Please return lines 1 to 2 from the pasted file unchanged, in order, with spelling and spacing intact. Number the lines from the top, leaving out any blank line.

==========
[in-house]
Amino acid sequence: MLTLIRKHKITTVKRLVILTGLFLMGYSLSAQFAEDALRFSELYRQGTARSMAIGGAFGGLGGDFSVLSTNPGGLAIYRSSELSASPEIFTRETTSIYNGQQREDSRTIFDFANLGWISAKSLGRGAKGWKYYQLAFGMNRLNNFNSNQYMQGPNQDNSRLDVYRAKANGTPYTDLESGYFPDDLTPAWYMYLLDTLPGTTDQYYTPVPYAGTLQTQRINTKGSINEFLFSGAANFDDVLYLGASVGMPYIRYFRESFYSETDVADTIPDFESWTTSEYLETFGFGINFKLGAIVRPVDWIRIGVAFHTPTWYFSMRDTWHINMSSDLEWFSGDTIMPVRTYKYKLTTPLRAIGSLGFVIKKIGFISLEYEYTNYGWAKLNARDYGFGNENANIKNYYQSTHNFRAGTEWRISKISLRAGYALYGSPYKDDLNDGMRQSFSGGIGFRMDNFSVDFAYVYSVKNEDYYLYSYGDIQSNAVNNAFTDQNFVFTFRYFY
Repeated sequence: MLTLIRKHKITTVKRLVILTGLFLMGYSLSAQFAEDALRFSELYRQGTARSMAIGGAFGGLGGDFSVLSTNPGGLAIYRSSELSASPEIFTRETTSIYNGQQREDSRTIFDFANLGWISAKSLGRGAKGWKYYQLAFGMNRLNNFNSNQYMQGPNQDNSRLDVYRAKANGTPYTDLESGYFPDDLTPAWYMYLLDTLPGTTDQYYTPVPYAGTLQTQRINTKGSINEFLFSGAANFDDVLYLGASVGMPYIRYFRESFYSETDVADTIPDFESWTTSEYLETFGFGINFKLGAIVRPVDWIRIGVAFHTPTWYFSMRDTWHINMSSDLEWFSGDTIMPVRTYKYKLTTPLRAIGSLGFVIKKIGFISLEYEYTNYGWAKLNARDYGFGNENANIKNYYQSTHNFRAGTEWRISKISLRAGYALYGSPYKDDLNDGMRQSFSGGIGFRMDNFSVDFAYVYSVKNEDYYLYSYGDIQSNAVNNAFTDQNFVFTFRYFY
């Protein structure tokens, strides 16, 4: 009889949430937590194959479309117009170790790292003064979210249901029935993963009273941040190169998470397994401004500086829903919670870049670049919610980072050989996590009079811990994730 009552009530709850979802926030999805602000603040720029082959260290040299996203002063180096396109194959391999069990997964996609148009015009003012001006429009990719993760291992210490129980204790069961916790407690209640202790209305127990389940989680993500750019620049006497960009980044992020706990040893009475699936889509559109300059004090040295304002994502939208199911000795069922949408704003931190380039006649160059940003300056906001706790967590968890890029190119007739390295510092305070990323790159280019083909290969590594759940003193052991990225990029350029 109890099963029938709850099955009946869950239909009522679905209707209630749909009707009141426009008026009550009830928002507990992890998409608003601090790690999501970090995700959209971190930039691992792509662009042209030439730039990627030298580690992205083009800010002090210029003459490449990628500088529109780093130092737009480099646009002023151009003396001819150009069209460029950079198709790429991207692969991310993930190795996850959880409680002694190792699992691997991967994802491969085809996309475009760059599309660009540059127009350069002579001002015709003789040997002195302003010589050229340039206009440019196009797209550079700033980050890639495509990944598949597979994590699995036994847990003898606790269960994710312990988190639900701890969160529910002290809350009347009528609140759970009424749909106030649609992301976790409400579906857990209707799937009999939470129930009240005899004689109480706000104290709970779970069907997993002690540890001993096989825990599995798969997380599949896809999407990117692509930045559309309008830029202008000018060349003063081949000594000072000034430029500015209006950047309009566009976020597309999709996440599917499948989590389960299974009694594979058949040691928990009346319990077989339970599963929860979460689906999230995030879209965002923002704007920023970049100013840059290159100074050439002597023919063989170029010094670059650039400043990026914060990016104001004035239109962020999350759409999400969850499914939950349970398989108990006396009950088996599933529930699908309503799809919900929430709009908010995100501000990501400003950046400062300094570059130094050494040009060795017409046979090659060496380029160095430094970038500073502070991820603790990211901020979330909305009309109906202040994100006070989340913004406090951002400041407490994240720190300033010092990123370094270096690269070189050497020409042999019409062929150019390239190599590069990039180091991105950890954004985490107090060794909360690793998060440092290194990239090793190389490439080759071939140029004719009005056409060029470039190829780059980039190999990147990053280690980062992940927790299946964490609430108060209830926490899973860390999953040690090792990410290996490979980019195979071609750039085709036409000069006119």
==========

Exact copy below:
[in-house]
Amino acid sequence: MLTLIRKHKITTVKRLVILTGLFLMGYSLSAQFAEDALRFSELYRQGTARSMAIGGAFGGLGGDFSVLSTNPGGLAIYRSSELSASPEIFTRETTSIYNGQQREDSRTIFDFANLGWISAKSLGRGAKGWKYYQLAFGMNRLNNFNSNQYMQGPNQDNSRLDVYRAKANGTPYTDLESGYFPDDLTPAWYMYLLDTLPGTTDQYYTPVPYAGTLQTQRINTKGSINEFLFSGAANFDDVLYLGASVGMPYIRYFRESFYSETDVADTIPDFESWTTSEYLETFGFGINFKLGAIVRPVDWIRIGVAFHTPTWYFSMRDTWHINMSSDLEWFSGDTIMPVRTYKYKLTTPLRAIGSLGFVIKKIGFISLEYEYTNYGWAKLNARDYGFGNENANIKNYYQSTHNFRAGTEWRISKISLRAGYALYGSPYKDDLNDGMRQSFSGGIGFRMDNFSVDFAYVYSVKNEDYYLYSYGDIQSNAVNNAFTDQNFVFTFRYFY